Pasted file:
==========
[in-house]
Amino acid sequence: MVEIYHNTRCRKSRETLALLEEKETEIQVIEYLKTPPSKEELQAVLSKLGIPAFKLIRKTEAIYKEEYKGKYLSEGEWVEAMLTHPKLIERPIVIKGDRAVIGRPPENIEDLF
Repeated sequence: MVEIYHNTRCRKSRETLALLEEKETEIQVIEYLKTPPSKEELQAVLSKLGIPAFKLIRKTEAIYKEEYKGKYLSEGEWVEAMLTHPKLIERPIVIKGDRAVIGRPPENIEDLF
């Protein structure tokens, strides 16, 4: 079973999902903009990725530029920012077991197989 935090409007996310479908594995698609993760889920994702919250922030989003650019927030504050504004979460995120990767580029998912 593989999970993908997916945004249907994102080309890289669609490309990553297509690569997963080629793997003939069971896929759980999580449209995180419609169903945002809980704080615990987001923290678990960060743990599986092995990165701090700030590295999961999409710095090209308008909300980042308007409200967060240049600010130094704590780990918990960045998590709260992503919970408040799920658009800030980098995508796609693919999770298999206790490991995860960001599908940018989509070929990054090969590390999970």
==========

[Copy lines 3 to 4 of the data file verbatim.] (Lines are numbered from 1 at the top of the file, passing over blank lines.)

Repeated sequence: MVEIYHNTRCRKSRETLALLEEKETEIQVIEYLKTPPSKEELQAVLSKLGIPAFKLIRKTEAIYKEEYKGKYLSEGEWVEAMLTHPKLIERPIVIKGDRAVIGRPPENIEDLF
């Protein structure tokens, strides 16, 4: 079973999902903009990725530029920012077991197989 935090409007996310479908594995698609993760889920994702919250922030989003650019927030504050504004979460995120990767580029998912 593989999970993908997916945004249907994102080309890289669609490309990553297509690569997963080629793997003939069971896929759980999580449209995180419609169903945002809980704080615990987001923290678990960060743990599986092995990165701090700030590295999961999409710095090209308008909300980042308007409200967060240049600010130094704590780990918990960045998590709260992503919970408040799920658009800030980098995508796609693919999770298999206790490991995860960001599908940018989509070929990054090969590390999970």